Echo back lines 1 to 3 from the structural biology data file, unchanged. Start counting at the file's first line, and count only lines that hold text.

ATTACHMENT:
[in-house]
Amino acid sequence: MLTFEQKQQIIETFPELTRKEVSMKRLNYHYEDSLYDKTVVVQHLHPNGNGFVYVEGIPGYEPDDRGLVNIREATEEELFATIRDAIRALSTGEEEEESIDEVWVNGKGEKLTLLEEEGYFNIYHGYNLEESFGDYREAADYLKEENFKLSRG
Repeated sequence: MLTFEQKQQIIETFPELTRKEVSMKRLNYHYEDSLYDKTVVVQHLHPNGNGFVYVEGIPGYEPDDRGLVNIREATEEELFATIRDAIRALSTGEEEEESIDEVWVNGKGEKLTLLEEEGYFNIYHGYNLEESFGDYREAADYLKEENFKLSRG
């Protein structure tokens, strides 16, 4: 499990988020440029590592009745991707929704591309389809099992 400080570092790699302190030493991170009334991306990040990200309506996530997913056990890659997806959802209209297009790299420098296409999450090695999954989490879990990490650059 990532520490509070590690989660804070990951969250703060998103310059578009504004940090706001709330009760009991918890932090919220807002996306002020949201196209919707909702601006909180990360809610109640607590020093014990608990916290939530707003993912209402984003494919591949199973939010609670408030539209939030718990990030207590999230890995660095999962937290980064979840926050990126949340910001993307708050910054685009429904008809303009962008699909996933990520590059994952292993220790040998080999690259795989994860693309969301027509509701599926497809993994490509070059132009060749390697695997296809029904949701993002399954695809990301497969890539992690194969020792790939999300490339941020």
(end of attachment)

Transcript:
[in-house]
Amino acid sequence: MLTFEQKQQIIETFPELTRKEVSMKRLNYHYEDSLYDKTVVVQHLHPNGNGFVYVEGIPGYEPDDRGLVNIREATEEELFATIRDAIRALSTGEEEEESIDEVWVNGKGEKLTLLEEEGYFNIYHGYNLEESFGDYREAADYLKEENFKLSRG
Repeated sequence: MLTFEQKQQIIETFPELTRKEVSMKRLNYHYEDSLYDKTVVVQHLHPNGNGFVYVEGIPGYEPDDRGLVNIREATEEELFATIRDAIRALSTGEEEEESIDEVWVNGKGEKLTLLEEEGYFNIYHGYNLEESFGDYREAADYLKEENFKLSRG